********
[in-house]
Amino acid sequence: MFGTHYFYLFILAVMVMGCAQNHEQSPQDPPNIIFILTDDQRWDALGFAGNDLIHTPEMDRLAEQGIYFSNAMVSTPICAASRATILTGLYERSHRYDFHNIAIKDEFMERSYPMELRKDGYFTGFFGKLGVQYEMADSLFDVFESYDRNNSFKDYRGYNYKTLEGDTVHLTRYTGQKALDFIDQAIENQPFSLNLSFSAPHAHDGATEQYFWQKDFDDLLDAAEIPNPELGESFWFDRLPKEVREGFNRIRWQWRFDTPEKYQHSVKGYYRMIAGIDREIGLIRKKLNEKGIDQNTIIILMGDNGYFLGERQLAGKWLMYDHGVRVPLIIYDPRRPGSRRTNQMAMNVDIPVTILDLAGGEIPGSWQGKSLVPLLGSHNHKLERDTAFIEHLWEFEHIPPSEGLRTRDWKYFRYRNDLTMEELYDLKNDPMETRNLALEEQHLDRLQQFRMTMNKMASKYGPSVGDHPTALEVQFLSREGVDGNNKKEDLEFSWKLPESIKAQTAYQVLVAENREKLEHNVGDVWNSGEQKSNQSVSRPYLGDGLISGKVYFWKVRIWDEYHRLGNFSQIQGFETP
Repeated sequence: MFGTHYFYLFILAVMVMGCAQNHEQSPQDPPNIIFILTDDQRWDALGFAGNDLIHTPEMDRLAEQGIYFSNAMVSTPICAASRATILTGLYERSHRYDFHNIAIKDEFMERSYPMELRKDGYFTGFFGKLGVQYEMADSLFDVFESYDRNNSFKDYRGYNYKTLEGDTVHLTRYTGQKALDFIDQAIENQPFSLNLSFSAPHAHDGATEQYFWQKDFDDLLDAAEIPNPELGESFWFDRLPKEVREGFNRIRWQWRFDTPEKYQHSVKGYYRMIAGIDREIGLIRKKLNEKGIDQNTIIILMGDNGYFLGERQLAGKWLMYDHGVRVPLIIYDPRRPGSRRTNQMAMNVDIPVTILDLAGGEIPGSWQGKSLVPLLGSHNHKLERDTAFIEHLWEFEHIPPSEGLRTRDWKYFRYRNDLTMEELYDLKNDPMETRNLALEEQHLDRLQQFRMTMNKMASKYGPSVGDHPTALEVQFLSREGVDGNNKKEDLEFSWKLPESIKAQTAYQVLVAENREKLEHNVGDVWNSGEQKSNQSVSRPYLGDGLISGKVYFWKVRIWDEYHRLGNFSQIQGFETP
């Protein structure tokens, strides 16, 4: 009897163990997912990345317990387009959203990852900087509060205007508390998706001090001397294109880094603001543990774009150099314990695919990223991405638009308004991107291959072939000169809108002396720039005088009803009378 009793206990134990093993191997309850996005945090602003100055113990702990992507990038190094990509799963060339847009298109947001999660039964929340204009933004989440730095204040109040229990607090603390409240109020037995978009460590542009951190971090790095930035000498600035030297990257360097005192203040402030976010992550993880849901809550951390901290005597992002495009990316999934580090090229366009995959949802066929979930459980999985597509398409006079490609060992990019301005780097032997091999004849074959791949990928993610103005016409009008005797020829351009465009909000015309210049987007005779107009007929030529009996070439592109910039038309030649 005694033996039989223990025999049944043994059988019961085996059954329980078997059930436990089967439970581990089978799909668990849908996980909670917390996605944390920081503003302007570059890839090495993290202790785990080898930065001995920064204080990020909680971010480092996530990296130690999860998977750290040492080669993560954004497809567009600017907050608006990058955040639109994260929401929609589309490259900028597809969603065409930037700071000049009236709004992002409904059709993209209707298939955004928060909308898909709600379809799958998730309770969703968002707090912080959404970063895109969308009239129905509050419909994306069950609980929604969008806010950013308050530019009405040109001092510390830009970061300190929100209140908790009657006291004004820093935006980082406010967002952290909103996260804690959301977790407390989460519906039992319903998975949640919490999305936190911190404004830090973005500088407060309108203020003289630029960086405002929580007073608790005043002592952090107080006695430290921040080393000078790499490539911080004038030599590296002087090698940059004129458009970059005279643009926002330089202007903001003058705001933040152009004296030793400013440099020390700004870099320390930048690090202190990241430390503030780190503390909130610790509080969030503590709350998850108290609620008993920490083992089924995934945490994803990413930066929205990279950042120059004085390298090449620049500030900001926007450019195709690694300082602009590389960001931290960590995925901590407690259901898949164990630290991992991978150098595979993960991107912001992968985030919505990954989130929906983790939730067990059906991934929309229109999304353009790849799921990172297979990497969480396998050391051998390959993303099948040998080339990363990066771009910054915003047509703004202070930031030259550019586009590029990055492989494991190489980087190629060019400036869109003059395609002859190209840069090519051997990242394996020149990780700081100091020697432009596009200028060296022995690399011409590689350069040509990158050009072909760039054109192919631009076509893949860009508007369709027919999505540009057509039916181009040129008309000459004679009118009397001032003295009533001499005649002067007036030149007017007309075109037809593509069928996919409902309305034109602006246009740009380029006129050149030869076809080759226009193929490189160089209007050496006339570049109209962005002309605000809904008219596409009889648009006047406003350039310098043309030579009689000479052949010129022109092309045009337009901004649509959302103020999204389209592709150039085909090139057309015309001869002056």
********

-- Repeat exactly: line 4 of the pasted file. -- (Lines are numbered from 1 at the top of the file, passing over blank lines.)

């Protein structure tokens, strides 16, 4: 009897163990997912990345317990387009959203990852900087509060205007508390998706001090001397294109880094603001543990774009150099314990695919990223991405638009308004991107291959072939000169809108002396720039005088009803009378 009793206990134990093993191997309850996005945090602003100055113990702990992507990038190094990509799963060339847009298109947001999660039964929340204009933004989440730095204040109040229990607090603390409240109020037995978009460590542009951190971090790095930035000498600035030297990257360097005192203040402030976010992550993880849901809550951390901290005597992002495009990316999934580090090229366009995959949802066929979930459980999985597509398409006079490609060992990019301005780097032997091999004849074959791949990928993610103005016409009008005797020829351009465009909000015309210049987007005779107009007929030529009996070439592109910039038309030649 005694033996039989223990025999049944043994059988019961085996059954329980078997059930436990089967439970581990089978799909668990849908996980909670917390996605944390920081503003302007570059890839090495993290202790785990080898930065001995920064204080990020909680971010480092996530990296130690999860998977750290040492080669993560954004497809567009600017907050608006990058955040639109994260929401929609589309490259900028597809969603065409930037700071000049009236709004992002409904059709993209209707298939955004928060909308898909709600379809799958998730309770969703968002707090912080959404970063895109969308009239129905509050419909994306069950609980929604969008806010950013308050530019009405040109001092510390830009970061300190929100209140908790009657006291004004820093935006980082406010967002952290909103996260804690959301977790407390989460519906039992319903998975949640919490999305936190911190404004830090973005500088407060309108203020003289630029960086405002929580007073608790005043002592952090107080006695430290921040080393000078790499490539911080004038030599590296002087090698940059004129458009970059005279643009926002330089202007903001003058705001933040152009004296030793400013440099020390700004870099320390930048690090202190990241430390503030780190503390909130610790509080969030503590709350998850108290609620008993920490083992089924995934945490994803990413930066929205990279950042120059004085390298090449620049500030900001926007450019195709690694300082602009590389960001931290960590995925901590407690259901898949164990630290991992991978150098595979993960991107912001992968985030919505990954989130929906983790939730067990059906991934929309229109999304353009790849799921990172297979990497969480396998050391051998390959993303099948040998080339990363990066771009910054915003047509703004202070930031030259550019586009590029990055492989494991190489980087190629060019400036869109003059395609002859190209840069090519051997990242394996020149990780700081100091020697432009596009200028060296022995690399011409590689350069040509990158050009072909760039054109192919631009076509893949860009508007369709027919999505540009057509039916181009040129008309000459004679009118009397001032003295009533001499005649002067007036030149007017007309075109037809593509069928996919409902309305034109602006246009740009380029006129050149030869076809080759226009193929490189160089209007050496006339570049109209962005002309605000809904008219596409009889648009006047406003350039310098043309030579009689000479052949010129022109092309045009337009901004649509959302103020999204389209592709150039085909090139057309015309001869002056």